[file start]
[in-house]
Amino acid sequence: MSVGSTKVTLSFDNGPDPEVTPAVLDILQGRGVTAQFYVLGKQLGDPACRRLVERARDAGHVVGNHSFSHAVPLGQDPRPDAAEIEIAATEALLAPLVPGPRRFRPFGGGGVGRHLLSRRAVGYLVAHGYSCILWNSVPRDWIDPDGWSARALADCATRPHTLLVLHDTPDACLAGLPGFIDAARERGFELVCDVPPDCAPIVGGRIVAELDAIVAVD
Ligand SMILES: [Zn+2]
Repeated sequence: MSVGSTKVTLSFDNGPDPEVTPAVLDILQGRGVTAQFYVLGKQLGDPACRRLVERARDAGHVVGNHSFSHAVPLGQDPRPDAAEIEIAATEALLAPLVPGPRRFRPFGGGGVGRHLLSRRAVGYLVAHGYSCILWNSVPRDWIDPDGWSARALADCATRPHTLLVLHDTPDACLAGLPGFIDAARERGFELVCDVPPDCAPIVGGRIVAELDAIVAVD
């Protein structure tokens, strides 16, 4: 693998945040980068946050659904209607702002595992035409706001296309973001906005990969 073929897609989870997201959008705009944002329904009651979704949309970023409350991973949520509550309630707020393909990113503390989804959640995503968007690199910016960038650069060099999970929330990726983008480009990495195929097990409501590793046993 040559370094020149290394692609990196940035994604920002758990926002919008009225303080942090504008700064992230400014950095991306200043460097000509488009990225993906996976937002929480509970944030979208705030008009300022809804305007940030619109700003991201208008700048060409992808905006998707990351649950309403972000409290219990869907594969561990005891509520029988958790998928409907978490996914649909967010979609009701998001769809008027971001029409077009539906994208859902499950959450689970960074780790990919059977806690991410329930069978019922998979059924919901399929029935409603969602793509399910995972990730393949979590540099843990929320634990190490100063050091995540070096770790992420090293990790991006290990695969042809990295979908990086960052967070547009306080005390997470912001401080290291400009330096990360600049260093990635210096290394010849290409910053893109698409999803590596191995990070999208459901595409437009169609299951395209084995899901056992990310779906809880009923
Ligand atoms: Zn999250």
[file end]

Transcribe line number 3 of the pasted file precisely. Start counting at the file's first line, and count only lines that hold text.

Ligand SMILES: [Zn+2]